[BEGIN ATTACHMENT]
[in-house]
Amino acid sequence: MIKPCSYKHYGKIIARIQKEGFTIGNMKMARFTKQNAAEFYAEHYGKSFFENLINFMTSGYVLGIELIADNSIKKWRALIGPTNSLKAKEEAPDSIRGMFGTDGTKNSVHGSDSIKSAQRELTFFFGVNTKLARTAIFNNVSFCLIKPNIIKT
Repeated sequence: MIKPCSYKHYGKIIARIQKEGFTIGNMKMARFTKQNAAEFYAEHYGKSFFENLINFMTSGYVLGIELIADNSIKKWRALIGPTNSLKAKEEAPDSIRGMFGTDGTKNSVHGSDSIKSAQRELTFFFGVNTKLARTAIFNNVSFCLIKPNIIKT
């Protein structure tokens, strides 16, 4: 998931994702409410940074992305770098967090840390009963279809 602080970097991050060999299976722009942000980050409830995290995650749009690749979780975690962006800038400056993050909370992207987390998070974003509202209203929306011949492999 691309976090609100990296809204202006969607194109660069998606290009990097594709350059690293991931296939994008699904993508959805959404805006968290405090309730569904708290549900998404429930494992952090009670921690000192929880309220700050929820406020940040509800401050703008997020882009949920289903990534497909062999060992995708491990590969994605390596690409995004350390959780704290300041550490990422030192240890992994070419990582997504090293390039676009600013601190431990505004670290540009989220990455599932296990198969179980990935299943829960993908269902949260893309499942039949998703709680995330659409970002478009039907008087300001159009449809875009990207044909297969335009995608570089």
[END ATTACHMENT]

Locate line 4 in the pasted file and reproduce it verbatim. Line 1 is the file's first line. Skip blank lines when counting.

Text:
């Protein structure tokens, strides 16, 4: 998931994702409410940074992305770098967090840390009963279809 602080970097991050060999299976722009942000980050409830995290995650749009690749979780975690962006800038400056993050909370992207987390998070974003509202209203929306011949492999 691309976090609100990296809204202006969607194109660069998606290009990097594709350059690293991931296939994008699904993508959805959404805006968290405090309730569904708290549900998404429930494992952090009670921690000192929880309220700050929820406020940040509800401050703008997020882009949920289903990534497909062999060992995708491990590969994605390596690409995004350390959780704290300041550490990422030192240890992994070419990582997504090293390039676009600013601190431990505004670290540009989220990455599932296990198969179980990935299943829960993908269902949260893309499942039949998703709680995330659409970002478009039907008087300001159009449809875009990207044909297969335009995608570089």